God Contains the Sea

Earth as seen on July 6, 2015 from a distance of one million miles by a NASA scientific camera

And God said, “Let the waters under the heavens be gathered together into one place, and let the dry land appear.” And it was so. God called the dry land Earth, and the waters that were gathered together he called Seas. And God saw that it was good.   (Genesis 1:9-10)

By the word of the LORD the heavens were made, and all their host by the breath of his mouth. He gathered the waters of the sea as in a bottle; he put the deeps in storehouses.  (Psalms 33:6-7)


I placed the sand as the bound for the sea, a perpetual barrier which it cannot pass; though the waves toss, they cannot prevail, though they roar, they cannot pass over it.   (Jeremiah 5:22)

“Or who shut in the sea with doors, when it burst forth from the womb; when I made clouds its garment, and thick darkness its swaddling band, and prescribed bounds for it, and set bars and doors, and said, ‘Thus far shall you come, and no farther, and here shall your proud waves be stayed’?   (Job 38:8-11)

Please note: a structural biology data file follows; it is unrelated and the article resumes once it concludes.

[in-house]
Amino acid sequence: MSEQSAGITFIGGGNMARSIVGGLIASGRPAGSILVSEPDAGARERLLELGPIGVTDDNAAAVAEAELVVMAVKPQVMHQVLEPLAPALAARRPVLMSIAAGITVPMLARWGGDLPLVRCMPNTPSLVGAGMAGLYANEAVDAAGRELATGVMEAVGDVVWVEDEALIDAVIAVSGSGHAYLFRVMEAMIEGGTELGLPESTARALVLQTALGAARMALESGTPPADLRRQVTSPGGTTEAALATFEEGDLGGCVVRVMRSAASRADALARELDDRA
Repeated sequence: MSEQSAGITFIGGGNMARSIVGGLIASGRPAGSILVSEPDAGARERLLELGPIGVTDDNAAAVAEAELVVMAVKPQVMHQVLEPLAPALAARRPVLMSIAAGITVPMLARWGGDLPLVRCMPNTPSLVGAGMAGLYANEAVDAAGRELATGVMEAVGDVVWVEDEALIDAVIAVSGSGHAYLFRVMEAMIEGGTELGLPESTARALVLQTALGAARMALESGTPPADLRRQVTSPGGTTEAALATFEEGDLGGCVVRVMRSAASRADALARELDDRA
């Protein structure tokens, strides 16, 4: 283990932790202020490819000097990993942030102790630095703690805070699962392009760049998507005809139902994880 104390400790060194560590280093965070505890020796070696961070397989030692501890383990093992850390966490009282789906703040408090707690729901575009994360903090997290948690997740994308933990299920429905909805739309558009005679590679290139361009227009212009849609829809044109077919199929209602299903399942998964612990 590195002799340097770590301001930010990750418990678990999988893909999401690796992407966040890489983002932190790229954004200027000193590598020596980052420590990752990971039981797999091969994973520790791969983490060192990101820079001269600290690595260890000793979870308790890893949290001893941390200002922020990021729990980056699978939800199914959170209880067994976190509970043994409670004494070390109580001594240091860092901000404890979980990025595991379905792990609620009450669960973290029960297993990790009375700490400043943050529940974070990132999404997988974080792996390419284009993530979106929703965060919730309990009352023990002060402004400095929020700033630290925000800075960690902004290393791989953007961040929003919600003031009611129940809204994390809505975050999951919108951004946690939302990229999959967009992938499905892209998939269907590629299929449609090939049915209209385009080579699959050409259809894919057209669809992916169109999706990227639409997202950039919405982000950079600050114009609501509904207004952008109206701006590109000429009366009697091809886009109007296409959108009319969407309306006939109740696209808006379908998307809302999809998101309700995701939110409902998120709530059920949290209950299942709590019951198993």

You have made heaven and earth with all their adornment. You have bound the sea with Your word of command.    (Prayer of Manessah)

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Picturing Psalm 104:29-35

Previous Post: Psalm 104:23-28

When you hide your face, they are dismayed;

when you take away their breath, they die
and return to their dust.

When you send forth your spirit, they are created;

and you renew the face of the ground.
May the glory of the LORD endure forever;

may the LORD rejoice in his works—
who looks on the earth and it trembles,

who touches the mountains and they smoke.

I will sing to the LORD as long as I live;
I will sing praise to my God while I have being.

May my meditation be pleasing to him,
for I rejoice in the LORD.

Let sinners be consumed from the earth,
and let the wicked be no more.

Bless the LORD, O my soul.
Praise the LORD!

The Man Born Blind is Healed by His Creator

John 9:1-38  Jesus gives sight to the man born blind